Meat Judging Team Wins Third Straight National Title
Red Raiders claim 11th championship in school's history, and the fifth in six years.
Written by Moriah Beyers
Texas Tech University students earned the school’s 11th national championship in meat judging Sunday (Nov. 17) at the American Meat Science Association’s International Meat Judging Contest held in Dakota City, Neb.
This is the third consecutive year that Texas Tech has won the title, making it only the second university in the history of intercollegiate meat judging to accomplish the feat.
The team won the lamb judging, pork judging, specifications and reasons divisions. The students finished second in placings and beef grading.
“We are very proud of the efforts of these young men and women and their representation of our university on a national stage,” said M. Duane Nellis, president of Texas Tech. “The meat judging program has a successful and storied history and continues to be the benchmark nationally for other programs. A tremendous amount of praise and gratitude goes to Coaches Mark Miller and Loni Woolley and to the College of Agricultural Sciences and Natural Resources for its dedication and commitment to our students.”
The team won the contest by a 51-point margin. The remaining top five teams in the contest included Angelo State University, Kansas State University, Texas A&M University and Oklahoma State University.
Individual placements were as follows:
- Christy Woerner, a junior from Fredericksburg, was high individual
- Austin Langemeier, a junior from Marion, was fourth
- Nick Hardcastle, a junior from Wheeler, was fifth
- Kassandra Ognoskie, a junior from Orting, Wash., was eleventh
In the alternate division, Texas Tech boasted nine of the top-ten individuals overall including high individual Mallory Jones, a junior from Anson.
Other team members included:
- Brittany Blum, a junior from Howe
- Colton Campbell, a junior from Artesia, N.M.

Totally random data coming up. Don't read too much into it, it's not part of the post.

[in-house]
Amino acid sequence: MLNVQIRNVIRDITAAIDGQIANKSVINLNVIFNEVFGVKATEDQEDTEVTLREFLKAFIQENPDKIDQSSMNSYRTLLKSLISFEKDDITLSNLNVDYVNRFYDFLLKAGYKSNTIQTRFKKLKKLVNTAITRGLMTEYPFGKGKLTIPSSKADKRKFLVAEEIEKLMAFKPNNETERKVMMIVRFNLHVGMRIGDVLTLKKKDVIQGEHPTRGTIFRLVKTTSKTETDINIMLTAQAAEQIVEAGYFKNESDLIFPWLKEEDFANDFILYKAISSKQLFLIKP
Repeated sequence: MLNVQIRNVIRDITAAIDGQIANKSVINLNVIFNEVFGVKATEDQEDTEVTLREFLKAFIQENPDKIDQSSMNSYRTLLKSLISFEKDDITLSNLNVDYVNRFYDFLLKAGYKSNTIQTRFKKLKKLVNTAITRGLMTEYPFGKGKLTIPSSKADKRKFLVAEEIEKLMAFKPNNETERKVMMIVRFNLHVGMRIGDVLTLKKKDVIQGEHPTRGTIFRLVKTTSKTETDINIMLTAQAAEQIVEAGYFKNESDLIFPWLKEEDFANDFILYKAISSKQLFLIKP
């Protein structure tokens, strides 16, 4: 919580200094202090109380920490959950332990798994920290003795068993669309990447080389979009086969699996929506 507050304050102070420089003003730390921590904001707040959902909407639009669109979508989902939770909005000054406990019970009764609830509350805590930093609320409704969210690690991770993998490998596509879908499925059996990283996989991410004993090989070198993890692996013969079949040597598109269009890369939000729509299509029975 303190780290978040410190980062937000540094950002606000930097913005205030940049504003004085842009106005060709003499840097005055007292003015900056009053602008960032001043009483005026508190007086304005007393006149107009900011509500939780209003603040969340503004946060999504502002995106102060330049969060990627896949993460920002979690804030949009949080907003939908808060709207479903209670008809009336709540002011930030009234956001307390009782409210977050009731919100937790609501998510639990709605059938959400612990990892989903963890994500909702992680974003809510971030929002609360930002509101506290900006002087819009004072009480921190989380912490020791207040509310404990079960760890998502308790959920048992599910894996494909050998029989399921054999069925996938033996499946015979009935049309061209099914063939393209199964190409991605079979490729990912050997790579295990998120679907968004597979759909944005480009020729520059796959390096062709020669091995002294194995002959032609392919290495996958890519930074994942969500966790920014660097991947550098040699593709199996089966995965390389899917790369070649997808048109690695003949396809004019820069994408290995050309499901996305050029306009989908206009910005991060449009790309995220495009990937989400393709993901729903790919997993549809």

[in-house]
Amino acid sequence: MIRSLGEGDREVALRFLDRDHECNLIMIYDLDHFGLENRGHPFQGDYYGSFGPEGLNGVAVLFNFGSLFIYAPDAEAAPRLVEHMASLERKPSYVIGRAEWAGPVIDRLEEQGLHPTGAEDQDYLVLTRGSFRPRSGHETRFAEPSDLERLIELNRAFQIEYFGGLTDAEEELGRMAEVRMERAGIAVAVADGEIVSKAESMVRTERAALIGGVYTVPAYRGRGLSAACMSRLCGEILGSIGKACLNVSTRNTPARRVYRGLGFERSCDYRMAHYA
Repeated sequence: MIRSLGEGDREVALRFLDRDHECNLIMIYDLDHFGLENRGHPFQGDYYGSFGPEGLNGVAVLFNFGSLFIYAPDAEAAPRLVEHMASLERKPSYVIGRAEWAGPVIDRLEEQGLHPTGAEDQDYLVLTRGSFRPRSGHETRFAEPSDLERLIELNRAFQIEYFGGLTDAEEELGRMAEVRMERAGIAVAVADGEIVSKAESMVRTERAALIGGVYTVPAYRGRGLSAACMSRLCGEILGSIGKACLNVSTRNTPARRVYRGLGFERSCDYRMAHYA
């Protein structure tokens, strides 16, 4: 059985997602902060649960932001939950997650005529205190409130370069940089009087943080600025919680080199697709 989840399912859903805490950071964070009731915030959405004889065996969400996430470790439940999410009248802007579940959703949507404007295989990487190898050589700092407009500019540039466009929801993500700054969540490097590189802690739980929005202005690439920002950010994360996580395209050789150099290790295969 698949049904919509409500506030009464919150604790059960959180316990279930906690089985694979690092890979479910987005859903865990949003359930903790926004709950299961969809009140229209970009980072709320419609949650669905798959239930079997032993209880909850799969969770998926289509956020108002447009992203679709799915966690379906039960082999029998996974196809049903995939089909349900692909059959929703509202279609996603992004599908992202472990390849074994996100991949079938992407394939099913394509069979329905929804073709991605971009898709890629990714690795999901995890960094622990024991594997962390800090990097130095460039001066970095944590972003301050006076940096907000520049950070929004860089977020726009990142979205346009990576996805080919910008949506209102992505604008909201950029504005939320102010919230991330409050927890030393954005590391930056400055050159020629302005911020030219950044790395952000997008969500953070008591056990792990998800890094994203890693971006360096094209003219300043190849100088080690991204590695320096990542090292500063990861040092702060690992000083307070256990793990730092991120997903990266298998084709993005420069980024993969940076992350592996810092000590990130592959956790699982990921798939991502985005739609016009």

- Kylan Carson, a junior from Olton
- Taelar Childers, a junior from Crandall
- Colton Coker, a junior from Roby
- Aaron Faulkner, a senior from Lenapah, Okla.
- Trey Garza, a junior from Edinburg
- Greg Howard, a senior from Bremen, Kansas
- Kirby Kennedy, a junior from Lampasas
- Kristen Knight, a junior from Shallowater
- Clayton Krause, a senior from New Braunfels
- Jacob Mikel, a senior from Vichy, Mo.
- Tyler Neuman, a junior from Hondo
- Bailey Joe Pennington, a junior from Sonora
- Luke Sellers, a senior from Denver City
- William Wunderlich, a junior from Fredericksburg
Woerner and Langemeier were both named First Team All-American Team members. The members of the All-American Teams are selected based upon scholastic achievement and competition performance. Ognoskie was named Second Team All-American.
The prestigious Rachel Hamilton Spirit Award, an award given in recognition of the commitment, dedication and teamwork displayed during a team member’s meat judging career was given to Childers.
“This is a very special group of students who have worked hard this year,” said Mark Miller, professor and San Antonio Livestock Show & Rodeo Distinguished Chair in Meat Science. “They courageously came back from a loss at the Eastern National and the American Royal contests and committed themselves to working hard as a team to win decisively at the International.”
The team was coached by Woolley, who is a graduate student, along with Miller.
Texas Tech now boasts a total of 11 national championships in intercollegiate meat judging (1989, 1991, 1996, 1997, 1999, 2003, 2008, 2009, 2011, 2012 and 2013). Because the university has won it three times again, the trophy will be retired at Texas Tech. This is the third cup to be retired on the campus.
According to program officials, the meat judging program strives to teach students communication skills, rational decision making skills and give students the ability to excel in a competitive environment under pressure. These skills are developed to help students excel both professionally and personally.
The College of Agricultural Sciences and Natural Resources is made up of six departments:
- Agriculture and Applied Economics
- Agricultural Education and Communications
- Animal and Food Science
- Landscape Architecture
- Plant and Soil Science
- Natural Resources Management
The college also consists of eleven research centers and institutes, including the Cotton Economics Research Institute, the International Cotton Research Center and the Fiber and Biopolymer Research Institute.
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